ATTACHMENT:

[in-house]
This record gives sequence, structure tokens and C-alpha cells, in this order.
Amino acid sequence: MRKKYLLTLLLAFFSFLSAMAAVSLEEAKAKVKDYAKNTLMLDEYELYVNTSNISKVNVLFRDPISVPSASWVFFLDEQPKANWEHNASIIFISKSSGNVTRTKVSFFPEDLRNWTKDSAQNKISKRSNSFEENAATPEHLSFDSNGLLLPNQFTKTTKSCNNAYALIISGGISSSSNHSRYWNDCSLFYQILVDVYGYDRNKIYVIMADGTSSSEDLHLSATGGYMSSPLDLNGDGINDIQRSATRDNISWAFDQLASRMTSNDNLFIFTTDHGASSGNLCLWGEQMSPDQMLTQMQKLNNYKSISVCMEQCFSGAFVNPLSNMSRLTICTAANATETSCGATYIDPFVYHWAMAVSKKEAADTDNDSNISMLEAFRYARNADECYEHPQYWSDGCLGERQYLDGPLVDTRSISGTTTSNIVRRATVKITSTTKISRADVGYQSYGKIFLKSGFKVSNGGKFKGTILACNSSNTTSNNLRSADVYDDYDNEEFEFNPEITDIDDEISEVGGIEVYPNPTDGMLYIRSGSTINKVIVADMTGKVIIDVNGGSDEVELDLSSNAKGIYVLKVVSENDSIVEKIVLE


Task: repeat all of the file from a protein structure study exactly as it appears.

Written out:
[in-house]
This record gives sequence, structure tokens and C-alpha cells, in this order.
Amino acid sequence: MRKKYLLTLLLAFFSFLSAMAAVSLEEAKAKVKDYAKNTLMLDEYELYVNTSNISKVNVLFRDPISVPSASWVFFLDEQPKANWEHNASIIFISKSSGNVTRTKVSFFPEDLRNWTKDSAQNKISKRSNSFEENAATPEHLSFDSNGLLLPNQFTKTTKSCNNAYALIISGGISSSSNHSRYWNDCSLFYQILVDVYGYDRNKIYVIMADGTSSSEDLHLSATGGYMSSPLDLNGDGINDIQRSATRDNISWAFDQLASRMTSNDNLFIFTTDHGASSGNLCLWGEQMSPDQMLTQMQKLNNYKSISVCMEQCFSGAFVNPLSNMSRLTICTAANATETSCGATYIDPFVYHWAMAVSKKEAADTDNDSNISMLEAFRYARNADECYEHPQYWSDGCLGERQYLDGPLVDTRSISGTTTSNIVRRATVKITSTTKISRADVGYQSYGKIFLKSGFKVSNGGKFKGTILACNSSNTTSNNLRSADVYDDYDNEEFEFNPEITDIDDEISEVGGIEVYPNPTDGMLYIRSGSTINKVIVADMTGKVIIDVNGGSDEVELDLSSNAKGIYVLKVVSENDSIVEKIVLE